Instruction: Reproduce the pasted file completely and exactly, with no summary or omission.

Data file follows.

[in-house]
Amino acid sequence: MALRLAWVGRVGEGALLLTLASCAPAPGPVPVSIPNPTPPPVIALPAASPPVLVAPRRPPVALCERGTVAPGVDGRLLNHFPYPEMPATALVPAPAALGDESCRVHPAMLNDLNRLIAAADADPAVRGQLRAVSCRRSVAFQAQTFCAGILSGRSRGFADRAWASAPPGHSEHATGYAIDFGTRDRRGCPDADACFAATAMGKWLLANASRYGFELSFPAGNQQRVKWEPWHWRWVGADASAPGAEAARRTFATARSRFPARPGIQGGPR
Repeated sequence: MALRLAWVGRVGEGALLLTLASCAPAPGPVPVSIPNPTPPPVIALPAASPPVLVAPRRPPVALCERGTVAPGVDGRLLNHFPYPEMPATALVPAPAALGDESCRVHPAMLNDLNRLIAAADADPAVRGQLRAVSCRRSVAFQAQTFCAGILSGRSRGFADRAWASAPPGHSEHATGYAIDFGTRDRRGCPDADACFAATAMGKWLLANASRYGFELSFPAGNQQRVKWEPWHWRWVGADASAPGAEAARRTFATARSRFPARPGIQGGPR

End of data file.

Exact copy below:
[in-house]
Amino acid sequence: MALRLAWVGRVGEGALLLTLASCAPAPGPVPVSIPNPTPPPVIALPAASPPVLVAPRRPPVALCERGTVAPGVDGRLLNHFPYPEMPATALVPAPAALGDESCRVHPAMLNDLNRLIAAADADPAVRGQLRAVSCRRSVAFQAQTFCAGILSGRSRGFADRAWASAPPGHSEHATGYAIDFGTRDRRGCPDADACFAATAMGKWLLANASRYGFELSFPAGNQQRVKWEPWHWRWVGADASAPGAEAARRTFATARSRFPARPGIQGGPR
Repeated sequence: MALRLAWVGRVGEGALLLTLASCAPAPGPVPVSIPNPTPPPVIALPAASPPVLVAPRRPPVALCERGTVAPGVDGRLLNHFPYPEMPATALVPAPAALGDESCRVHPAMLNDLNRLIAAADADPAVRGQLRAVSCRRSVAFQAQTFCAGILSGRSRGFADRAWASAPPGHSEHATGYAIDFGTRDRRGCPDADACFAATAMGKWLLANASRYGFELSFPAGNQQRVKWEPWHWRWVGADASAPGAEAARRTFATARSRFPARPGIQGGPR